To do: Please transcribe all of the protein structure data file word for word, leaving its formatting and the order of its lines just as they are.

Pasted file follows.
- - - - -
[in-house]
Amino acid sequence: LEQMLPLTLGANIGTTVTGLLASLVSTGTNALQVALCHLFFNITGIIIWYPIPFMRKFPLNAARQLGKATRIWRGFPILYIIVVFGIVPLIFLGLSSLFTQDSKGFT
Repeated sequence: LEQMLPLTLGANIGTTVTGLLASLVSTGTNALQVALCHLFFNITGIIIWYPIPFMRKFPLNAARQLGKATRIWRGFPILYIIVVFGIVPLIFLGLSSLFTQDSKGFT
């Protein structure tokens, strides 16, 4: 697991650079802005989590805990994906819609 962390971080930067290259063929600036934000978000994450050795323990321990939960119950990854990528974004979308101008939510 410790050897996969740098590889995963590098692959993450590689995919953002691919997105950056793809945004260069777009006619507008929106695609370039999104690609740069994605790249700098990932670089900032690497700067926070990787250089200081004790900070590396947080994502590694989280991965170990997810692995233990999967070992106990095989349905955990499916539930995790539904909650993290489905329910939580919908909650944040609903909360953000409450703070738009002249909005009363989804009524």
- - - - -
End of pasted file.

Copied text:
[in-house]
Amino acid sequence: LEQMLPLTLGANIGTTVTGLLASLVSTGTNALQVALCHLFFNITGIIIWYPIPFMRKFPLNAARQLGKATRIWRGFPILYIIVVFGIVPLIFLGLSSLFTQDSKGFT
Repeated sequence: LEQMLPLTLGANIGTTVTGLLASLVSTGTNALQVALCHLFFNITGIIIWYPIPFMRKFPLNAARQLGKATRIWRGFPILYIIVVFGIVPLIFLGLSSLFTQDSKGFT
């Protein structure tokens, strides 16, 4: 697991650079802005989590805990994906819609 962390971080930067290259063929600036934000978000994450050795323990321990939960119950990854990528974004979308101008939510 410790050897996969740098590889995963590098692959993450590689995919953002691919997105950056793809945004260069777009006619507008929106695609370039999104690609740069994605790249700098990932670089900032690497700067926070990787250089200081004790900070590396947080994502590694989280991965170990997810692995233990999967070992106990095989349905955990499916539930995790539904909650993290489905329910939580919908909650944040609903909360953000409450703070738009002249909005009363989804009524």